History of the ohi chozaemon Kiln
In 1666 the fifth lord of the Maeda family, Lord Maeda Tsunanori, invited to Kanazawa the fourth generation tea master of the Urasenke tradition, Senso Soshitsu, to disseminate the art of the tea ceremony known as chado.
The first generation Ohi Chozaemon was a close disciple of Ichinyu, who was the fourth generation head of the Raku family of potters. Ohi Chozaemon accompanied the tea master Senso to Kanazawa and began to produce tea bowls with clay that came from the village of Ohi, which was located in an area outside of Kanazawa.
This is the origin of the name Ohi-yaki. Senso Soshitsu was the fourth son of Sen no Rikyu’s grandson and third generation head of the Urasenke tradition, Sotan. Having inherited his great-grandfather Rikyu’s philosophy of tea, Senso spread the teachings of the Senke school of chado. The first generation Ohi Chozaemon was an exceptionally talented disciple of Ichinyu, who was a descendant from the first generation master potter Raku Chojiro. Having learned Raku techniques and theories, Chozaemon, under the tutelate of Senso Soshitsu, established a unique branch kiln of the Raku tradition that was unprecedented in Kanazawa. Senso later returned to Kyoto and worked to restore the Urasenke tradition, while Chozaemon remained in Kanazawa to become the founder of a tradition known as Ohi Ware that has continued over 350 years until this day.
Ohi Toyasai (Toshiro), tenth generation of the Ohi Tradition, is the recipient of the Order of Culture/Person of Cultural Merit award, member of the Japan Art Academy, and has been named an Honorary Citizen of Ishikawa Prefecture and Honorary Citizen of the city of Kanazawa. The present eleventh generation Ohi Chozaemon (Toshio) is active in creating art that combines the contemporary with the traditional.
The Ohi residence is located in Hashibacho and has been designated a historic architectural structure by the city of Kanazawa. There are several tea rooms within this complex. The tea room “Hodoan," which means the “fragrance of clay,” was named by the 11th generation Urasenke Grand Tea Master Gengensai. The second tea room “Todoken" was named by the 15th generation Urasenke Grand Tea Master Hounsai. The third tea room was given the name “Shotonoma" by the18th generation family head, Maeda Toshiyasu. A fourth tea room, named “Nennen’an” by the 15th generation Urasenke Grand Tea Master Hounsai, was designed by the Japanese architect, Kengo Kuma. There is also a fusuma (Japanese sliding door) that was beautifully painted by the Japanese artist, Hiroshi Senju.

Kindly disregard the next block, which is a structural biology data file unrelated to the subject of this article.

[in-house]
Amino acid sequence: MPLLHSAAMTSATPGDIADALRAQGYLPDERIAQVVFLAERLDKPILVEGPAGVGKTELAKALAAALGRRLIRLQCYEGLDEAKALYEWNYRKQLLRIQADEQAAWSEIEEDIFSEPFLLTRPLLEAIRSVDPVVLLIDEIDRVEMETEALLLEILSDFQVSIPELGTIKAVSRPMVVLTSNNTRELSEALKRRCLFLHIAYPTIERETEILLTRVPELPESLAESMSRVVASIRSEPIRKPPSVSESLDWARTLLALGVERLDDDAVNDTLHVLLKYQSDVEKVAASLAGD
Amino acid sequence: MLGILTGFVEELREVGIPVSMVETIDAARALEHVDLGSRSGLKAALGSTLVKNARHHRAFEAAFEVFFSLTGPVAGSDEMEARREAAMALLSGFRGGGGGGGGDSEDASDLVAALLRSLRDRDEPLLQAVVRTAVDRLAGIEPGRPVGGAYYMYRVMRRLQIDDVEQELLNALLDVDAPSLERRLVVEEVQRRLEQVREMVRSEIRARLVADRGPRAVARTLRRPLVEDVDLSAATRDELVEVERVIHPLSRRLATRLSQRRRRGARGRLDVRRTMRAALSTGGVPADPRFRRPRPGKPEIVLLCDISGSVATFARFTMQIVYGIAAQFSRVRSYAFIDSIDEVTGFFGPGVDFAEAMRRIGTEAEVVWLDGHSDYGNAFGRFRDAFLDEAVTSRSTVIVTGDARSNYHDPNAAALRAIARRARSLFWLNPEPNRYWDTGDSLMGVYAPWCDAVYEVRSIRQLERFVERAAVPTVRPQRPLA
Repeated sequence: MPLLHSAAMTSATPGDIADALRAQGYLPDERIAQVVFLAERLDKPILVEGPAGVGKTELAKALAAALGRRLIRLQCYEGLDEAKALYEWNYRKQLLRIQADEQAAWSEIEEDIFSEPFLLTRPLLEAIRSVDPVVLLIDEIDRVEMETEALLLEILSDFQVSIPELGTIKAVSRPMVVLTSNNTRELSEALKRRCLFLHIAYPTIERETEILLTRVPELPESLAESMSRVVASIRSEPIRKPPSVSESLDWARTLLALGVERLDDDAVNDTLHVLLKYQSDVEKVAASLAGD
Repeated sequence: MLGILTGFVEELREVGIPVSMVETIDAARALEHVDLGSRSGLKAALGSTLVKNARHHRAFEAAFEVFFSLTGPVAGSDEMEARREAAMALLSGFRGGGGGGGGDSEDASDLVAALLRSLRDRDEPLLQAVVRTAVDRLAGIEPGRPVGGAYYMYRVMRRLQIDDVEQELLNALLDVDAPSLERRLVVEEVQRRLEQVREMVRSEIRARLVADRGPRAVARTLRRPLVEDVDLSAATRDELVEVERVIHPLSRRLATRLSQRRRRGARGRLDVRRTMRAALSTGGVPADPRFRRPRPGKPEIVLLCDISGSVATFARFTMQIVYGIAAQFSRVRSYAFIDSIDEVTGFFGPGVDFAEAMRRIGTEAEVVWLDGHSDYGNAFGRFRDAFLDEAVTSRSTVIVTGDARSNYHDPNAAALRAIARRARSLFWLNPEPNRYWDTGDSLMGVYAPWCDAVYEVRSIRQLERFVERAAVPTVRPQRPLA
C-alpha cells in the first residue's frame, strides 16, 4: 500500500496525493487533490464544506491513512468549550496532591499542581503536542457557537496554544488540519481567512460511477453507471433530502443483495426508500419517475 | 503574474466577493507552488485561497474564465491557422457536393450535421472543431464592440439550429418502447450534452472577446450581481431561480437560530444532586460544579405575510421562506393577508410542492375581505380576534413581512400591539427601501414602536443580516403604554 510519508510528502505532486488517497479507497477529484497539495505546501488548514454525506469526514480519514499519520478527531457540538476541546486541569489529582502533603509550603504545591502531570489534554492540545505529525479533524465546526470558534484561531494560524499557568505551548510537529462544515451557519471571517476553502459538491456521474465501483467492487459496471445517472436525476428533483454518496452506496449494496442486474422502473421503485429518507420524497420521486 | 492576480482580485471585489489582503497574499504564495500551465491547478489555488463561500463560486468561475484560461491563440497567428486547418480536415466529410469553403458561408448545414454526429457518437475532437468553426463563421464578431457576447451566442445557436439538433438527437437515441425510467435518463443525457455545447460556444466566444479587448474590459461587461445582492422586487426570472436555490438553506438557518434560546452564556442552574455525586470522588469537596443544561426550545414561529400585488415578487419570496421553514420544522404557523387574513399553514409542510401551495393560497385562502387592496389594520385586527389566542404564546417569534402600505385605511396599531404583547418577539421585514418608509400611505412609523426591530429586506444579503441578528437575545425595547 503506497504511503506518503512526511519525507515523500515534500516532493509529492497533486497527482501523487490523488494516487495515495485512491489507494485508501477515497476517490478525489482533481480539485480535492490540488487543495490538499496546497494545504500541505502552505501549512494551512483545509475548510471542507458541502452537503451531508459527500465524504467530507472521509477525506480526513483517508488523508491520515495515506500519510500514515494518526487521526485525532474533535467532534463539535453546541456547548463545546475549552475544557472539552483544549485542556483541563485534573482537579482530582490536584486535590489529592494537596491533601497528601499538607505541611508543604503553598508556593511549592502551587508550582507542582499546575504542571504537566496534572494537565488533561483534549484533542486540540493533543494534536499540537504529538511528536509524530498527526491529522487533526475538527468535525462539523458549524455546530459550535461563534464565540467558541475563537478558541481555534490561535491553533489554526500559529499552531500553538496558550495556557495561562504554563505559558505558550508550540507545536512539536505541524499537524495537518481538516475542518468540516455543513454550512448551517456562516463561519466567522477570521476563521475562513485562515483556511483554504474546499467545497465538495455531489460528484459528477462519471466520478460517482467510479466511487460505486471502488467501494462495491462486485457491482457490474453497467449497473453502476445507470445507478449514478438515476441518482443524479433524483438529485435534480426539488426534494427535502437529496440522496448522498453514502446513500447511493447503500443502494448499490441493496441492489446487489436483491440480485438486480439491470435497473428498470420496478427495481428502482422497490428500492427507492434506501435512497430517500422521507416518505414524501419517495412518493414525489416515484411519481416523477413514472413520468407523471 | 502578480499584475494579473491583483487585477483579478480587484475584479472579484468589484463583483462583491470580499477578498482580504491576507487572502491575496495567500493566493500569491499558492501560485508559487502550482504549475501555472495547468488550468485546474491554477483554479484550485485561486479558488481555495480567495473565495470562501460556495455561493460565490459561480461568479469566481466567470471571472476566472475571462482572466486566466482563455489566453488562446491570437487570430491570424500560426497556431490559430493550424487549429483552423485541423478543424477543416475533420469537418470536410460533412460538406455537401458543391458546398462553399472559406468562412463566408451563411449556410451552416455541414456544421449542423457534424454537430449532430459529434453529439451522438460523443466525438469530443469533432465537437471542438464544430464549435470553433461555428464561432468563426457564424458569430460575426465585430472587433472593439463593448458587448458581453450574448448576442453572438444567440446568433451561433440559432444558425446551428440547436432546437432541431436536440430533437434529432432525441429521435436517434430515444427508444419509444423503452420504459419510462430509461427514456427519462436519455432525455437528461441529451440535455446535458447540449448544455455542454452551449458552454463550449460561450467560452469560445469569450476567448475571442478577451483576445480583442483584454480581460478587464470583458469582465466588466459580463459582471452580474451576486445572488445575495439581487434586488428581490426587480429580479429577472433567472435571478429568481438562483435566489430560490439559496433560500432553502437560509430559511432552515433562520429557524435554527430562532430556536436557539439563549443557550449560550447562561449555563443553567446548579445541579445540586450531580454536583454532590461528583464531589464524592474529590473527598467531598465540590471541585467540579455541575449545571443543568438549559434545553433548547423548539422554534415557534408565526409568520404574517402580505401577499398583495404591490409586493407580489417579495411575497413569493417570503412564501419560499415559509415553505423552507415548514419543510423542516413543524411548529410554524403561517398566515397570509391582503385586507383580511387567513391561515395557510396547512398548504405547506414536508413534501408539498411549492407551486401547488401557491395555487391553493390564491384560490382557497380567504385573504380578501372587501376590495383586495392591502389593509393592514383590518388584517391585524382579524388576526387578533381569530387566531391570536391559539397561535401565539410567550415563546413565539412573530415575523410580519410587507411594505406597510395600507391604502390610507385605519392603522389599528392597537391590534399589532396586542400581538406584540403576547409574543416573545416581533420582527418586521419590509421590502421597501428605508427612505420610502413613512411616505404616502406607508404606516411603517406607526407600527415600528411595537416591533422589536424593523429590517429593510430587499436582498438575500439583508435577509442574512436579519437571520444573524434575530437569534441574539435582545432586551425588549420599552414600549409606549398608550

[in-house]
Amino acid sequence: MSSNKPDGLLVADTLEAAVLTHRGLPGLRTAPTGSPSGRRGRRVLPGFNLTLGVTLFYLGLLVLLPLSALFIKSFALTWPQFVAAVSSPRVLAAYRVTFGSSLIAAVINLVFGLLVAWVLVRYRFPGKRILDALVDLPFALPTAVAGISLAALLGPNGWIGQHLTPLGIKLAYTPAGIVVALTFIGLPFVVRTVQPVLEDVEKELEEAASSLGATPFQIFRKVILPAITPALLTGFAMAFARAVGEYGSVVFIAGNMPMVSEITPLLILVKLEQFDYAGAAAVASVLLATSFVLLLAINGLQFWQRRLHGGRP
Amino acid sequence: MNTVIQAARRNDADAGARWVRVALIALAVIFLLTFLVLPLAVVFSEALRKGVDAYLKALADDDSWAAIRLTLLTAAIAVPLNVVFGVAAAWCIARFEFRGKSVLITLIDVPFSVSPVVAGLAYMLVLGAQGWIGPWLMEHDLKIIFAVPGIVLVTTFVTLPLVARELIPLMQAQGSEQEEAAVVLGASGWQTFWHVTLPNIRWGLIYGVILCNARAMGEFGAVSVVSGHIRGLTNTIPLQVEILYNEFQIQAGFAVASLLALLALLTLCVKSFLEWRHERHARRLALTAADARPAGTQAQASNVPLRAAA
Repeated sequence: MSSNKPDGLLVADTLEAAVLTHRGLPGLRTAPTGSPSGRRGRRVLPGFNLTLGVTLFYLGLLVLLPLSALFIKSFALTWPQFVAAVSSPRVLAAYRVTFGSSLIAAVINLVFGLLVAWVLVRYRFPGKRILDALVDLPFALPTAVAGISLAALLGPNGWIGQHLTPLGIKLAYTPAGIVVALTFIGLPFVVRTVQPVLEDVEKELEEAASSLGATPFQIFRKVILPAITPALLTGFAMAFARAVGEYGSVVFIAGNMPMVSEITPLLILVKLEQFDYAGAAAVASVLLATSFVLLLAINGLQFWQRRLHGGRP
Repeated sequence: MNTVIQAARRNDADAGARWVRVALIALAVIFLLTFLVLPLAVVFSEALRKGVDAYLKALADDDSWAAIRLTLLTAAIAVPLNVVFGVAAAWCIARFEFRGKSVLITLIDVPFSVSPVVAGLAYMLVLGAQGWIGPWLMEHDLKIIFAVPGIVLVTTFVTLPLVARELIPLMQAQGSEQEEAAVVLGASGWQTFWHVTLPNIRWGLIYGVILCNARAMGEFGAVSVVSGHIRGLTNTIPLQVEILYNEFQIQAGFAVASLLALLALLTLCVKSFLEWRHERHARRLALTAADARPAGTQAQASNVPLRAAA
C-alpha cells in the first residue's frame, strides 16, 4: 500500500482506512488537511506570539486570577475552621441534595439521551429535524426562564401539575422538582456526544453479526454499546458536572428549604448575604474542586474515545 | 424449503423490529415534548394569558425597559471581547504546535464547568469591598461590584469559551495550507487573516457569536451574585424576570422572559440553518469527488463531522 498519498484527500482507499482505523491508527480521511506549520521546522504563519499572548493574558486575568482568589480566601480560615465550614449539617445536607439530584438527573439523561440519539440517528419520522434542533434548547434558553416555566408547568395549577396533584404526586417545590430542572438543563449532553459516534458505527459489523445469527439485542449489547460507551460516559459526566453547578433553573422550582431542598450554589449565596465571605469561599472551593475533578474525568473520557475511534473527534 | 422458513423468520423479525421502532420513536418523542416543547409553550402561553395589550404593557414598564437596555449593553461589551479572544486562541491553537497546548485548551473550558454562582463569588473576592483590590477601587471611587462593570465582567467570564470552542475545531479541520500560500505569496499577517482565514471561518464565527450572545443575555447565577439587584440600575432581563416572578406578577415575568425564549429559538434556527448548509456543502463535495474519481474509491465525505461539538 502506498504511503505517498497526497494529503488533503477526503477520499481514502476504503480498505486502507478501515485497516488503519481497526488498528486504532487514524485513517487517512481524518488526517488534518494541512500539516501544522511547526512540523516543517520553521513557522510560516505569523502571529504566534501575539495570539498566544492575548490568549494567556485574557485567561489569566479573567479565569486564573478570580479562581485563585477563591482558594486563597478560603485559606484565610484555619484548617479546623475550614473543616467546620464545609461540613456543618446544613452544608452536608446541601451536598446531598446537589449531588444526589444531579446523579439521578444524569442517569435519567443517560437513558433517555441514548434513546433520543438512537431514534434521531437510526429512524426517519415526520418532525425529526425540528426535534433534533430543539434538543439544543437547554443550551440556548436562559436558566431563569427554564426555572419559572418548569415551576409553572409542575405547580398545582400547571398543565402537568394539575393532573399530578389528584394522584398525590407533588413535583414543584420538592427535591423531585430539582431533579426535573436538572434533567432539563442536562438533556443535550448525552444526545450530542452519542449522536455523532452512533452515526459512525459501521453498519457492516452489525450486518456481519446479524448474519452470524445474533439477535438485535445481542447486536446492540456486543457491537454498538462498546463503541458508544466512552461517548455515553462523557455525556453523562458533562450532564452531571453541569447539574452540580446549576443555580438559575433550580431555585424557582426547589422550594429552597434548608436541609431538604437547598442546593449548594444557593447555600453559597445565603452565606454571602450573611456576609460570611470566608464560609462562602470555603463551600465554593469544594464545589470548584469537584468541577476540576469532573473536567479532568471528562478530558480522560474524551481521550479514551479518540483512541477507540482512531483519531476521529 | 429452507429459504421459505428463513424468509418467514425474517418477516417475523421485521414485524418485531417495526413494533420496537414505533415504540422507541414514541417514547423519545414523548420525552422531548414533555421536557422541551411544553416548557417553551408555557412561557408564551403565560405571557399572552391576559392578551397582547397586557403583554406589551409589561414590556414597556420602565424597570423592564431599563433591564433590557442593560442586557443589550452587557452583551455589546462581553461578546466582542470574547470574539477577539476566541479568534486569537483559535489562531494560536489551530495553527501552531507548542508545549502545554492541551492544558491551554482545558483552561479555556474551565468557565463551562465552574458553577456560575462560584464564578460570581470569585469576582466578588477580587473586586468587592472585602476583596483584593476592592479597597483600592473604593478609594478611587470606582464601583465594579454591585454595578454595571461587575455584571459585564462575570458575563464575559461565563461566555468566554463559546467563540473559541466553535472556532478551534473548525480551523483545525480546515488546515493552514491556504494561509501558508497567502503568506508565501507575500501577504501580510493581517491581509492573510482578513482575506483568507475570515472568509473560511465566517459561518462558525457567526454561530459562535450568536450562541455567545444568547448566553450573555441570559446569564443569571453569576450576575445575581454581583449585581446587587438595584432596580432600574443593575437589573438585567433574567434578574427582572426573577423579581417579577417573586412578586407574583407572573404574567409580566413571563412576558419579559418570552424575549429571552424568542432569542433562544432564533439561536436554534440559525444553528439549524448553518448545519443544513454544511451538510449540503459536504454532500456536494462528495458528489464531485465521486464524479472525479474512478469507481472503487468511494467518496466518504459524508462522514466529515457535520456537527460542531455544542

Within this complex of tea rooms, there is a beautiful garden called “Shototei," which was named by the 18th generation family head Maeda Toshiyasu. In the “Shototei” garden there is a 500-year-old red pine tree named “Orizuru no matsu,” (the name refers to the folded origami crane), which has been recognized by the city of Kanazawa for its historical significance. The works of Ohi Toyasai (Toshiro, 10th generation of the Ohi Tradition) and his son, Ohi Chozaemon (Toshio, 11th generation and present head of the Ohi Tradition) are displayed in the Ohi Gallery, which was designed by Kengo Kuma. On display in the Ohi Museum are examples of the work of each generation of Ohi master potter, along with the works and documents of the cultural elites and artists connected with the Ohi family.